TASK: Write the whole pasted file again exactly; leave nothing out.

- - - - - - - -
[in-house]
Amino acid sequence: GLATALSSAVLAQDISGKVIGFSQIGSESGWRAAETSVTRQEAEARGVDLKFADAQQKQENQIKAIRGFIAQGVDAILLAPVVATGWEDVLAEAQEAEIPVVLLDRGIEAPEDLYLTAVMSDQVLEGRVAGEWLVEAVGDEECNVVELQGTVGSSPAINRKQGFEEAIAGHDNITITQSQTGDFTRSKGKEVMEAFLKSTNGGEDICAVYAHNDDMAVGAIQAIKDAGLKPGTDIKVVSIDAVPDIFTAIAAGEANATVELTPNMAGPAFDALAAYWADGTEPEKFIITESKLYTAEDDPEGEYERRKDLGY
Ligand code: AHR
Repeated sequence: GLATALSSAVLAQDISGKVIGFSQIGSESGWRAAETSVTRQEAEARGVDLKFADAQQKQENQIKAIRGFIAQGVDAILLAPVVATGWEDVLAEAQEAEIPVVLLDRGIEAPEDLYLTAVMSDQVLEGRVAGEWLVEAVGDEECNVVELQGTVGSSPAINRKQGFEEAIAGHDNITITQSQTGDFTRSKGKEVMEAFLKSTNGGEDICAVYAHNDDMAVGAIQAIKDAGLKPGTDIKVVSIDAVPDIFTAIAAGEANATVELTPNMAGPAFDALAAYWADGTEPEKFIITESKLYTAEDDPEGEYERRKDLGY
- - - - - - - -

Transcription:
[in-house]
Amino acid sequence: GLATALSSAVLAQDISGKVIGFSQIGSESGWRAAETSVTRQEAEARGVDLKFADAQQKQENQIKAIRGFIAQGVDAILLAPVVATGWEDVLAEAQEAEIPVVLLDRGIEAPEDLYLTAVMSDQVLEGRVAGEWLVEAVGDEECNVVELQGTVGSSPAINRKQGFEEAIAGHDNITITQSQTGDFTRSKGKEVMEAFLKSTNGGEDICAVYAHNDDMAVGAIQAIKDAGLKPGTDIKVVSIDAVPDIFTAIAAGEANATVELTPNMAGPAFDALAAYWADGTEPEKFIITESKLYTAEDDPEGEYERRKDLGY
Ligand code: AHR
Repeated sequence: GLATALSSAVLAQDISGKVIGFSQIGSESGWRAAETSVTRQEAEARGVDLKFADAQQKQENQIKAIRGFIAQGVDAILLAPVVATGWEDVLAEAQEAEIPVVLLDRGIEAPEDLYLTAVMSDQVLEGRVAGEWLVEAVGDEECNVVELQGTVGSSPAINRKQGFEEAIAGHDNITITQSQTGDFTRSKGKEVMEAFLKSTNGGEDICAVYAHNDDMAVGAIQAIKDAGLKPGTDIKVVSIDAVPDIFTAIAAGEANATVELTPNMAGPAFDALAAYWADGTEPEKFIITESKLYTAEDDPEGEYERRKDLGY